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Lawhive raises $12M to expand legal tech AI platform for small firms

Lawhive, a UK-based legal tech company that offers in-house AI-powered “lawyers” through a software-as-a-service platform aimed at smaller law firms, has raised £9.5 million ($11.9 million) in a seed round to expand its business Scale provides AI-driven services to “main street” law firms.

To date, most legal tech startups deploying AI have focused on the large and juicy market of “big law” — meaning large law firms, both national and global, are keen to on pushing artificial intelligence into its workflow. These include Harvey (U.S.-based; raised $106 million); Robin AI (U.K.-based; $43.4 million raised); Spellbook (Canada-based; raised $32.4 million). But startups pay little attention to the thousands of “main street” lawyers who have much smaller budgets and are harder to monetize.

Lawhive’s platform targets small law firms or independent attorneys running their own law firms. Lawyers can use its software to recruit and manage their own clients, or match them with consumers and small businesses through the marketplace feature.

The startup applies various underlying AI models as well as its own in-house models to aggregate documents and speed up the legal process for attorneys and clients on repetitive administrative tasks such as KYC/AML, client onboarding and document collection. Lawhive says its in-house AI lawyer, “Lawrence,” is built on its own large language model (LLM), which it claims has passed the Solicitors Qualifying Examination (SQE) – scoring 81% and a passing score of 55%.

“Almost all of the existing legal tech companies — artificial intelligence companies like Harvey, Robin AI, or Spellbook — are targeting the enterprise market,” Lawhive CEO and co-founder Pierre Proner said in a phone interview with TechCrunch. “It’s just the enterprise market. A very small number of large law firms in the US and UK. We are working to address the area of ​​consumer law, which is a completely different, separate market in the UK and globally, and is currently served by 10,000 small law firms in the UK. ”

Small law firms, he says, face higher costs and a shrinking market: “They face high costs in terms of staffing, paralegals, junior lawyers, interns, etc. And they only have one or three real of senior lawyers are making any money, so this model is not working and there is a huge exodus of mid-career lawyers from the high street/high street model, which is what we are seeing a lot of with our self-help platforms. Big attraction for hiring lawyers using our AI lawyers.”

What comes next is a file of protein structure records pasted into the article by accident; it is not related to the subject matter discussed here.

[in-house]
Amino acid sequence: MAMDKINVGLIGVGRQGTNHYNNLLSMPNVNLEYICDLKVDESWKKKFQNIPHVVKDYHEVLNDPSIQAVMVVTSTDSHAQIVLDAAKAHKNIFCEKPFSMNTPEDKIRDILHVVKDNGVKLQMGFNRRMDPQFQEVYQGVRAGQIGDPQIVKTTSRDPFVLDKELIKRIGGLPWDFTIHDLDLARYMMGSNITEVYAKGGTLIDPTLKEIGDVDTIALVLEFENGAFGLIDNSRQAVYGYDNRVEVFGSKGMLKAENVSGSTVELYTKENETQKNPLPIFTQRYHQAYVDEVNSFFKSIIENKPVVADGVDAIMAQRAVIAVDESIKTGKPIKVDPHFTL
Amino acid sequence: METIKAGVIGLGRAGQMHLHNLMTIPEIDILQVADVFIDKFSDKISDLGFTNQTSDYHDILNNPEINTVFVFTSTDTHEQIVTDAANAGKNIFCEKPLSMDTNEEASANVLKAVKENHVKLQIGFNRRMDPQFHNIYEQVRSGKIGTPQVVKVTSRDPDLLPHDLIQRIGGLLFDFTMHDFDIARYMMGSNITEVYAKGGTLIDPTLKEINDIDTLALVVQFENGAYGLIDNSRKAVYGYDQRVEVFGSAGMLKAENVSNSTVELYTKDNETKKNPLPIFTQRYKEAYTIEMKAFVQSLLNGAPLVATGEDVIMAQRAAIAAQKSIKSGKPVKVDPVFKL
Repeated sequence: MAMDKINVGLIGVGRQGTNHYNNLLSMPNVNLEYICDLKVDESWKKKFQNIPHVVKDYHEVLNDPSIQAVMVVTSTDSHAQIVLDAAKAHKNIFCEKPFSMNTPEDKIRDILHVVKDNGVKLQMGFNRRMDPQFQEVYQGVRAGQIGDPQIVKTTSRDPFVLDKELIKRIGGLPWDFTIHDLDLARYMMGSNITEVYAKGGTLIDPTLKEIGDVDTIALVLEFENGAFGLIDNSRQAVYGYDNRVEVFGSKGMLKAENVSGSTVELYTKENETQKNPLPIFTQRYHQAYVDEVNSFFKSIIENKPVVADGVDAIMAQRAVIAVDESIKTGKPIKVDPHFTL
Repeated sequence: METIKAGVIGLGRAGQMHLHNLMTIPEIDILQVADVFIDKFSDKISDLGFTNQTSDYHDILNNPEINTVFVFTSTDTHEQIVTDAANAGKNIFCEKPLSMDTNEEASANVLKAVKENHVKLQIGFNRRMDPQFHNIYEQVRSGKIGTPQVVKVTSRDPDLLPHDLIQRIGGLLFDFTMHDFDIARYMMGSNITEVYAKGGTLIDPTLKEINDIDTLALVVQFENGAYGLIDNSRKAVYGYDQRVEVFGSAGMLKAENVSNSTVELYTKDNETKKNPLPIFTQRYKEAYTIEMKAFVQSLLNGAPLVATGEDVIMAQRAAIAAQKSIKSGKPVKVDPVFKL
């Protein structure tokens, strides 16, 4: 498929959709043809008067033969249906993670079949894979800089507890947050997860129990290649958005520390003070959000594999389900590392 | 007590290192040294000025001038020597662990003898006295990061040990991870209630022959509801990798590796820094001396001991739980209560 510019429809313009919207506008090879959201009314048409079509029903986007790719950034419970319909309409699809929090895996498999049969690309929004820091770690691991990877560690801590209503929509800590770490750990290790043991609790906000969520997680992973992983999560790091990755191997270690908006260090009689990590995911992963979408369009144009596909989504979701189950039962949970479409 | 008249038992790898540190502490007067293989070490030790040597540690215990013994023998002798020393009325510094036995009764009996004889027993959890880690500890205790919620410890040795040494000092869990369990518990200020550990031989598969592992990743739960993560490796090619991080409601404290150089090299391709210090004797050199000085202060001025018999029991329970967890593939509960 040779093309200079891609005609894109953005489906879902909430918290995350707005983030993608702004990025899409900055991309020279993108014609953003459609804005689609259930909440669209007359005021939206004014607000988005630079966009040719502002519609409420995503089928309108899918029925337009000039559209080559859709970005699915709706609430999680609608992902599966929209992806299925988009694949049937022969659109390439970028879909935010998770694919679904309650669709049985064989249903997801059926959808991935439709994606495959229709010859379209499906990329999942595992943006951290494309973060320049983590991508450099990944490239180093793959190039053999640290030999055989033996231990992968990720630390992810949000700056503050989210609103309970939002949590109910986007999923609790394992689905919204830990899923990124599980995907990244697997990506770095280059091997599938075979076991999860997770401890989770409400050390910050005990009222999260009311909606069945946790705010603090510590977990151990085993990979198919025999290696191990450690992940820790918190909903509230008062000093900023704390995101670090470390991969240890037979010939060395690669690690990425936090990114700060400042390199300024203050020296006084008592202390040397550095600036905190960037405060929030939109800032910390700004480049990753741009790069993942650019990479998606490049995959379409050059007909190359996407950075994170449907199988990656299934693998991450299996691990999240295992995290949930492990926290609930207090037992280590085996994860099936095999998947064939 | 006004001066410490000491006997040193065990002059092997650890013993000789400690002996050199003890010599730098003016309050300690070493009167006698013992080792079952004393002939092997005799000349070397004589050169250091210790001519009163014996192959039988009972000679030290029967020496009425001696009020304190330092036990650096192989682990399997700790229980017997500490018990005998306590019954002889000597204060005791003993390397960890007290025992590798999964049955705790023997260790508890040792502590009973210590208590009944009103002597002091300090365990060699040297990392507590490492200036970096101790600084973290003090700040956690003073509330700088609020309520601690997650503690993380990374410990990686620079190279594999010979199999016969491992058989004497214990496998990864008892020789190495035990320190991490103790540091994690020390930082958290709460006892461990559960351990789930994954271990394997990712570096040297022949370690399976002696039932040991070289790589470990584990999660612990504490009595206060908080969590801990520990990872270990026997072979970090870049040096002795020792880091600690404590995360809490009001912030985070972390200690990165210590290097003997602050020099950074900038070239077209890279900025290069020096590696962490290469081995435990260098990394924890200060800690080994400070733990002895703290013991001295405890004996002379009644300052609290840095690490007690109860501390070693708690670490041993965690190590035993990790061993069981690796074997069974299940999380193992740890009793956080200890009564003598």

Although, like most legal markets, the UK consumer legal market is worth an estimated £25 billion, it is struggling under the weight of its own costs. This means that each year approximately 3.6 million people have unmet legal needs and are involved in disputes, and approximately 1 million small businesses take matters into their own hands. Therefore, there is a huge opportunity for automation to help the industry become more productive.

Proner added: “We do combine base models from OpenAI and Anthropic, as well as open source models. But this is our own model that has been trained on data we have collected from thousands of cases.”

Proner said the startup plans to use the seed round to enter other markets: “We’re looking at other markets that we haven’t publicly disclosed yet.”

By looking at Lawhive’s major investors, it might be possible to deduce where the planned market expansion will focus: The seed round was led by GV, the venture capital arm of Google’s US parent company Alphabet. London-based Episode 1 Ventures is also involved, having invested £1.5 million in April 2022.

Vidu Shanmugarajah, partner at GV, said in a statement: “As a lawyer by training, I know firsthand how much the legal field needs technology-driven innovation. Lawhive represents a transformative shift for lawyers and consumers alike.”

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